Yorkshire firefighters complete 275-mile cycle of region’s fire stations to raise money for Hull and East Yorkshire Mind charity

Fire and rescue staff swapped hoses for helmets spending 21 hours cycling between 32 fire stations for a mental health charity.

Monday, 21st June 2021, 11:25 am
Thirteen staff from Humberside Fire and Rescue Service (HFRS) cycled the 275 miles between 32 different stations

Thirteen staff from Humberside Fire and Rescue Service (HFRS) cycled the 275 miles between all the different stations, riding through North Yorkshire North Lincolnshire, the East Riding and North East Lincolnshire on Saturday, June 19.

Firefighter Paul Wainwright, who planned the journey, said: “I’m so proud of everyone for getting around.”

The 43-year-old added that the stations “pulled out all the stops” to greet the cyclists.

“They were staging scenes to make their stations look good in our photos,” he said.

“There were people in breathing apparatus, people up ladders, and flying drones about.

“It made the day really nice. When there is a group of guys waiting for you at a station at midnight, offering you Haribo, it’s a nice feeling because you know that they are with you in spirit.”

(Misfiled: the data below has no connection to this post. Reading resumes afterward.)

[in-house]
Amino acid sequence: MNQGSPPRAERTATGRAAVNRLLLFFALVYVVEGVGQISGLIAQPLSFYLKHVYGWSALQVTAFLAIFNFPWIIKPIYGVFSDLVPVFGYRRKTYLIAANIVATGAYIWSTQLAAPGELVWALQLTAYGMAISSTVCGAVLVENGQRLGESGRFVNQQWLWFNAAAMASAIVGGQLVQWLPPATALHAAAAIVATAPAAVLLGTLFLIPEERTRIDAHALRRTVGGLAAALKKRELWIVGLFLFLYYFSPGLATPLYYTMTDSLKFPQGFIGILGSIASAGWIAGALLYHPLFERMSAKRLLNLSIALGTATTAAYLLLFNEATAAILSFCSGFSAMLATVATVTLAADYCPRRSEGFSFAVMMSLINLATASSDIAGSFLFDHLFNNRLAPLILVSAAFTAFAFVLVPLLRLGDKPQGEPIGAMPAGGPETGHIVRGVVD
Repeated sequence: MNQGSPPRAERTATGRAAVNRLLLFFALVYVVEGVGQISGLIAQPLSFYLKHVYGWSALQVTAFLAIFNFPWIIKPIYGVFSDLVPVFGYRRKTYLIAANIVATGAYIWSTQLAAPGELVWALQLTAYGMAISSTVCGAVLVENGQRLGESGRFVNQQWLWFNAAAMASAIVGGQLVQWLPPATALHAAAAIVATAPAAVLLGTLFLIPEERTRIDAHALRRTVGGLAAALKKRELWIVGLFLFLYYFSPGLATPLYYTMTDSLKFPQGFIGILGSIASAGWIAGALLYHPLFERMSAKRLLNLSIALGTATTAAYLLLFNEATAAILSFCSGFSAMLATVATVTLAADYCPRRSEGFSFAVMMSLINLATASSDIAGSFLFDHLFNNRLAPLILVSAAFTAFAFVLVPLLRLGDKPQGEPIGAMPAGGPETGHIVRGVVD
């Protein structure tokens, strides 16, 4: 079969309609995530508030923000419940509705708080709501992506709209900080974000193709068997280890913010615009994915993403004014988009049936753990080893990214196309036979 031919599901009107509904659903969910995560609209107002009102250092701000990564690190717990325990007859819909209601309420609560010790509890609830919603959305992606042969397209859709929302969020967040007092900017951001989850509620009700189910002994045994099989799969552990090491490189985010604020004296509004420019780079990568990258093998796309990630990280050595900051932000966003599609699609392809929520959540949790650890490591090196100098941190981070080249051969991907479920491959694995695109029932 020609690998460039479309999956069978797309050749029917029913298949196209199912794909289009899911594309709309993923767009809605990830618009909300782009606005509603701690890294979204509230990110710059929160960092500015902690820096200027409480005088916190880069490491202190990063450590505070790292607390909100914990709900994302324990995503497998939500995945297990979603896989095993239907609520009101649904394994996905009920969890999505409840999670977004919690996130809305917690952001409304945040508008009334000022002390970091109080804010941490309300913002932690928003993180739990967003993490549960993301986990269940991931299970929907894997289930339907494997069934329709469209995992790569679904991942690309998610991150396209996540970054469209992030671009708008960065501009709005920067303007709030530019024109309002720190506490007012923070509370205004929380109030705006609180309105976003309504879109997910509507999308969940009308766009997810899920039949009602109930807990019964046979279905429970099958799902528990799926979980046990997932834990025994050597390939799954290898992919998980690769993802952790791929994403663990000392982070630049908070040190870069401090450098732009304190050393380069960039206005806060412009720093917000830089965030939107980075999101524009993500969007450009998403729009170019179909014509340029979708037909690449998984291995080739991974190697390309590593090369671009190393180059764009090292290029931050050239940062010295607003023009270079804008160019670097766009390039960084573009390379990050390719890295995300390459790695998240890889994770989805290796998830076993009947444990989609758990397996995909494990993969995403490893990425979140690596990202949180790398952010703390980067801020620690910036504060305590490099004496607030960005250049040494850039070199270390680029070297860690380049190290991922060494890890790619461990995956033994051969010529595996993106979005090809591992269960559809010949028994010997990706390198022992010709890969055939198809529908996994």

The group has now raised almost £5,000 for Hull and East Yorkshire Mind.

An avid cyclist who regularly takes part in ultra-style events, Mr Wainwright said the idea came about following discussions with the HFRS fitness manager.

He said: “We got talking, and said it would be great to get a group to do this. Straight away we knew we wanted to do it for mental health.

“We have both had close friends or family members who have needed the help of mental health charities in recent times, so it’s close to home.

“I can’t claim to have suffered from ill mental health over the last year during lockdown, but I completely understand why people have been, and why it has been such a tough year for everyone.”

The challenge was a repeat of a 1996 attempt, undertaken by seven HFRS members who cycled between 31 fire stations in 24 hours.

The group consisted of firefighters, a director, control, support and retired staff.

“It just caught the imagination of our workforce,” Mr Wainwright said.